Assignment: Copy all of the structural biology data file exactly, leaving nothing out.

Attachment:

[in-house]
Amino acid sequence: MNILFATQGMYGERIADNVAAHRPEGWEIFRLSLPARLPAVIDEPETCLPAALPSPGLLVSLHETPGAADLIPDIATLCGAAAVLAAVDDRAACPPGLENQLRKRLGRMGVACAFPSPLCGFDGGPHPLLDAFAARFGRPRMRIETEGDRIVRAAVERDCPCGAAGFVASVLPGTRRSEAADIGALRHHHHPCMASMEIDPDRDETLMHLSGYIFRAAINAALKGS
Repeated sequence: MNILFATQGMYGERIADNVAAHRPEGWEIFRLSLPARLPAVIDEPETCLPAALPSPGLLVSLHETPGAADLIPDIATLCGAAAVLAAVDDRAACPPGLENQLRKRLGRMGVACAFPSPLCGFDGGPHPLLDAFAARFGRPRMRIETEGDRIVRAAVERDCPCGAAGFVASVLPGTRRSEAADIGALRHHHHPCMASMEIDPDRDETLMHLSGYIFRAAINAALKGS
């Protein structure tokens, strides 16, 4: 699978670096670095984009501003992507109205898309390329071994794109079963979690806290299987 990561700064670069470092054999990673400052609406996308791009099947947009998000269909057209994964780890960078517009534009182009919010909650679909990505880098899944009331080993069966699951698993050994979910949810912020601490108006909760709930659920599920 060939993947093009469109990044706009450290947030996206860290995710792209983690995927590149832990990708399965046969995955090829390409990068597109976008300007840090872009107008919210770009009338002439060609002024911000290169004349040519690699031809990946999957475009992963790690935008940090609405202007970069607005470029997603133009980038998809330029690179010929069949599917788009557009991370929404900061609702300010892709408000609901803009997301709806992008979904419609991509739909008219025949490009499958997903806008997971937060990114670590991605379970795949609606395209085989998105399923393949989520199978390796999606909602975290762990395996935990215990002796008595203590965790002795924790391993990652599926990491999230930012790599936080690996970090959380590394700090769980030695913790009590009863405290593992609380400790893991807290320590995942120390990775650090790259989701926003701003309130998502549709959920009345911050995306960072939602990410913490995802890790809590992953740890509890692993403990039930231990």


[in-house]
Amino acid sequence: MNILFATQGMYGERIADNVAAHRPEGWEIFRLSLPARLPAVIDEPETCLPAALPSPGLLVSLHETPGAADLIPDIATLCGAAAVLAAVDDRAACPPGLENQLRKRLGRMGVACAFPSPLCGFDGGPHPLLDAFAARFGRPRMRIETEGDRIVRAAVERDCPCGAAGFVASVLPGTRRSEAADIGALRHHHHPCMASMEIDPDRDETLMHLSGYIFRAAINAALKGS
Repeated sequence: MNILFATQGMYGERIADNVAAHRPEGWEIFRLSLPARLPAVIDEPETCLPAALPSPGLLVSLHETPGAADLIPDIATLCGAAAVLAAVDDRAACPPGLENQLRKRLGRMGVACAFPSPLCGFDGGPHPLLDAFAARFGRPRMRIETEGDRIVRAAVERDCPCGAAGFVASVLPGTRRSEAADIGALRHHHHPCMASMEIDPDRDETLMHLSGYIFRAAINAALKGS
């Protein structure tokens, strides 16, 4: 699978670096670095984009501003992507109205898309390329071994794109079963979690806290299987 990561700064670069470092054999990673400052609406996308791009099947947009998000269909057209994964780890960078517009534009182009919010909650679909990505880098899944009331080993069966699951698993050994979910949810912020601490108006909760709930659920599920 060939993947093009469109990044706009450290947030996206860290995710792209983690995927590149832990990708399965046969995955090829390409990068597109976008300007840090872009107008919210770009009338002439060609002024911000290169004349040519690699031809990946999957475009992963790690935008940090609405202007970069607005470029997603133009980038998809330029690179010929069949599917788009557009991370929404900061609702300010892709408000609901803009997301709806992008979904419609991509739909008219025949490009499958997903806008997971937060990114670590991605379970795949609606395209085989998105399923393949989520199978390796999606909602975290762990395996935990215990002796008595203590965790002795924790391993990652599926990491999230930012790599936080690996970090959380590394700090769980030695913790009590009863405290593992609380400790893991807290320590995942120390990775650090790259989701926003701003309130998502549709959920009345911050995306960072939602990410913490995802890790809590992953740890509890692993403990039930231990």